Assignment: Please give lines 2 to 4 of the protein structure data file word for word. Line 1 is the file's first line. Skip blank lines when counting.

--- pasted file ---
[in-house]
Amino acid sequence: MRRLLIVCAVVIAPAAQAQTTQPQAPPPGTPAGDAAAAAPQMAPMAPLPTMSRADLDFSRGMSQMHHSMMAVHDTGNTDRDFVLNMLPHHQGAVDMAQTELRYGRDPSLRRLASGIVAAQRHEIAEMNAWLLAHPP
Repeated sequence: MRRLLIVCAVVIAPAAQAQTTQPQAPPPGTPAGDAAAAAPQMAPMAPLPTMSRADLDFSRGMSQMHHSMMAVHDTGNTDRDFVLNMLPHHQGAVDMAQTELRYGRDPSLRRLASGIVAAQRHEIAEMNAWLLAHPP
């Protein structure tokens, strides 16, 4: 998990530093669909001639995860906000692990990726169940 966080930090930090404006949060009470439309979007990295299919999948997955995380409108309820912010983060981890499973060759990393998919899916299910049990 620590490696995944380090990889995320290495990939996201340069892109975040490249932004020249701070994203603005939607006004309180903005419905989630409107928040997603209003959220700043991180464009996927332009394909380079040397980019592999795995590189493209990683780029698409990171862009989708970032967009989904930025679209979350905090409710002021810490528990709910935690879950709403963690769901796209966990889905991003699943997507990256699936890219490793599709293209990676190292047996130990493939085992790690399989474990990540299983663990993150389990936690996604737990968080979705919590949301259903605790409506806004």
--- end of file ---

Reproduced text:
Amino acid sequence: MRRLLIVCAVVIAPAAQAQTTQPQAPPPGTPAGDAAAAAPQMAPMAPLPTMSRADLDFSRGMSQMHHSMMAVHDTGNTDRDFVLNMLPHHQGAVDMAQTELRYGRDPSLRRLASGIVAAQRHEIAEMNAWLLAHPP
Repeated sequence: MRRLLIVCAVVIAPAAQAQTTQPQAPPPGTPAGDAAAAAPQMAPMAPLPTMSRADLDFSRGMSQMHHSMMAVHDTGNTDRDFVLNMLPHHQGAVDMAQTELRYGRDPSLRRLASGIVAAQRHEIAEMNAWLLAHPP
């Protein structure tokens, strides 16, 4: 998990530093669909001639995860906000692990990726169940 966080930090930090404006949060009470439309979007990295299919999948997955995380409108309820912010983060981890499973060759990393998919899916299910049990 620590490696995944380090990889995320290495990939996201340069892109975040490249932004020249701070994203603005939607006004309180903005419905989630409107928040997603209003959220700043991180464009996927332009394909380079040397980019592999795995590189493209990683780029698409990171862009989708970032967009989904930025679209979350905090409710002021810490528990709910935690879950709403963690769901796209966990889905991003699943997507990256699936890219490793599709293209990676190292047996130990493939085992790690399989474990990540299983663990993150389990936690996604737990968080979705919590949301259903605790409506806004």